Once roaches move into homes and building, they multiply quickly and can become a huge pest problem. Roaches can spread germs, bacteria and disease, so it is important to control the problem quickly. English ivy is a popular hiding spot and breeding location for outdoor cockroaches, and may become a concern for homeowners finding outdoor roaches coming indoors.
Cockroaches do best in environments that provide food, water and a good hiding space during the day as they come out to feed during the night. According to the University of Florida, "they secrete an oily liquid that has an offensive and sickening odor that may ruin food." The bacteria they spread can cause disease, food poisoning and other sickness. Outdoor roaches rarely thrive indoors, but they can still invade a home or building and cause many problems.
English ivy is native to Europe and western Asia, and it is a popular groundcover for landscaping and decorative houseplant. Because English ivy is a hardy plant tolerant of cold weather, varied watering and light conditions, it provides a good outdoor environment for cockroaches to hide in and breed all year round. This climbing vine and will grow on the walls of buildings and homes, giving roaches an accessible indoor route.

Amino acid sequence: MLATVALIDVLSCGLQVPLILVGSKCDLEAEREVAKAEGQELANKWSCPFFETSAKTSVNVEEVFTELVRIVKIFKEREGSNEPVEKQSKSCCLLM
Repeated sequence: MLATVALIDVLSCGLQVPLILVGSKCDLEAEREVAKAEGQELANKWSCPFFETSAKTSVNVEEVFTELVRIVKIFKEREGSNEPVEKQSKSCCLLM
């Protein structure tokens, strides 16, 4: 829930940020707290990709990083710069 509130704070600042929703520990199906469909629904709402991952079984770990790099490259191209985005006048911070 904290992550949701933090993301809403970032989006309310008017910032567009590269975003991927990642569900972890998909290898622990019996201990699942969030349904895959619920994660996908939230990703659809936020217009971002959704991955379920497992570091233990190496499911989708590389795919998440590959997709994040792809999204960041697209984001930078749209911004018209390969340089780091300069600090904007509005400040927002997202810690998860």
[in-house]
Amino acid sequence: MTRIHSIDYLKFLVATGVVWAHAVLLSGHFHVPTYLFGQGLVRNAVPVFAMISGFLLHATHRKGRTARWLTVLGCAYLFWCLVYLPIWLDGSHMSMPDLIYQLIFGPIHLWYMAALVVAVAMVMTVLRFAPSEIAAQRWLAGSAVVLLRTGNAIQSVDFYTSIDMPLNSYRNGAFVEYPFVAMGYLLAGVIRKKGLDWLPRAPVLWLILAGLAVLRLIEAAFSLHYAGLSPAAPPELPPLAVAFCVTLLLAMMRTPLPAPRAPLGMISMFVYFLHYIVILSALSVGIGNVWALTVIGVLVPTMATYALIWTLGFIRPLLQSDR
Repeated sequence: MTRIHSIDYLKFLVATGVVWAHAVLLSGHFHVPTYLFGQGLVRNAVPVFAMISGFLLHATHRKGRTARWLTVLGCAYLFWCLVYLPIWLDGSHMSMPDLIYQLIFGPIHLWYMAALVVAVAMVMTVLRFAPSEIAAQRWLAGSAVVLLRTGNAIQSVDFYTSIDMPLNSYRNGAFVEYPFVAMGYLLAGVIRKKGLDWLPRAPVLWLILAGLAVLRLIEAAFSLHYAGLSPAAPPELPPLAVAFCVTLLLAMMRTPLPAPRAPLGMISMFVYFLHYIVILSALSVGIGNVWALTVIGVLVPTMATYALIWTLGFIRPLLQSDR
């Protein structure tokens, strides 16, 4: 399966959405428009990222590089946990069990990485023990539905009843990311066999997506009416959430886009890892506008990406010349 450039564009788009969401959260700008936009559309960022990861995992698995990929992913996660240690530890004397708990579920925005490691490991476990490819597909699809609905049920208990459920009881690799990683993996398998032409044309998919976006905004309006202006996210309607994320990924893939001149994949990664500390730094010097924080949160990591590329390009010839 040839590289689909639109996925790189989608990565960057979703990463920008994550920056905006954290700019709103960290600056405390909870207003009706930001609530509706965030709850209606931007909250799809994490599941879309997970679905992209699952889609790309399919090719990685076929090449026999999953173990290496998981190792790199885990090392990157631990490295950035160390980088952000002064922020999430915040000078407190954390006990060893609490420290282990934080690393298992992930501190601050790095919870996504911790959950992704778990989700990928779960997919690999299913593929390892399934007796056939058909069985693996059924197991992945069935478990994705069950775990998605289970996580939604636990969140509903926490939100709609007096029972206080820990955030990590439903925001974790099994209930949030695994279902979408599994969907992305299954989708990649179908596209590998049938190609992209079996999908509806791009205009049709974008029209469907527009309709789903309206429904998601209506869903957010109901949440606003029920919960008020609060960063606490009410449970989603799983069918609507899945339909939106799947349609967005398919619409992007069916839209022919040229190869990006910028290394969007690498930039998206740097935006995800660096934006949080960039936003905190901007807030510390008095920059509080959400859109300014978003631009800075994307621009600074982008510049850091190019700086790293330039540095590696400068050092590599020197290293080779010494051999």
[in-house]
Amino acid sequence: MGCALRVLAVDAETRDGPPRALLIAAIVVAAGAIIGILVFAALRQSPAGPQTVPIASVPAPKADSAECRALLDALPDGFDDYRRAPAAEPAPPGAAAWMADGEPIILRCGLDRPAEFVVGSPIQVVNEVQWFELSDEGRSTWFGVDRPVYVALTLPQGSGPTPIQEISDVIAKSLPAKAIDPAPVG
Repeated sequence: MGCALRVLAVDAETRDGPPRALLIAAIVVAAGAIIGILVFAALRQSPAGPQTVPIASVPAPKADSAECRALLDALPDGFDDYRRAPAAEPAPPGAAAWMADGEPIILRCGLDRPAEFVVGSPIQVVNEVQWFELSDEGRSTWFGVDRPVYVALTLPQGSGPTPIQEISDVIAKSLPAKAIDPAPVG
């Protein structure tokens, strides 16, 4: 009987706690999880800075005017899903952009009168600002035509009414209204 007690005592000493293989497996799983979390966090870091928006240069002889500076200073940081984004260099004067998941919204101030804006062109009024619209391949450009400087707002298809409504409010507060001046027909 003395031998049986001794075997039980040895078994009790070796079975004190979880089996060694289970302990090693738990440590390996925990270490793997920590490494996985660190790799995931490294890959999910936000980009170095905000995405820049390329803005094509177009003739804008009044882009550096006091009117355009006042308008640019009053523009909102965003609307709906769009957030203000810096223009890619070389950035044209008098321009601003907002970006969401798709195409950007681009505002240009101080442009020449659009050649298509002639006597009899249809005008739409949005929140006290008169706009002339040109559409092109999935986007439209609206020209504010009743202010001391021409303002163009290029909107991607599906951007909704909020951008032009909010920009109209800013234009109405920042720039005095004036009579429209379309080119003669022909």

Oriental and American cockroaches are also known as waterbugs and are the most common roach found in English ivy. They thrive in dark, moist areas with decaying organic matter and the thick, groundcovering ivy provides an ideal setting. Stopping roach problems may start with removing these outdoor hiding places, or trimming and maintaining English ivy near homes and buildings.
To successfully control a cockroach problem, a homeowner must also be concerned about prevention. To prevent outdoor cockroaches commonly found in English ivy from coming indoors, keep windows and doors closed, and screens in good condition. If English ivy grows on the walls outside your home, make sure all cracks are sealed to prevent roaches from entering the home.
Chemical control, such as baits, is a good way to solve outdoor cockroach problems. According to the University of Florida website, baits are "highly recommended because of their effectiveness and targeted application, decreasing unnecessary pesticide exposure." Normally found in granular formulations, baits are easy to apply outdoors near English ivy plants.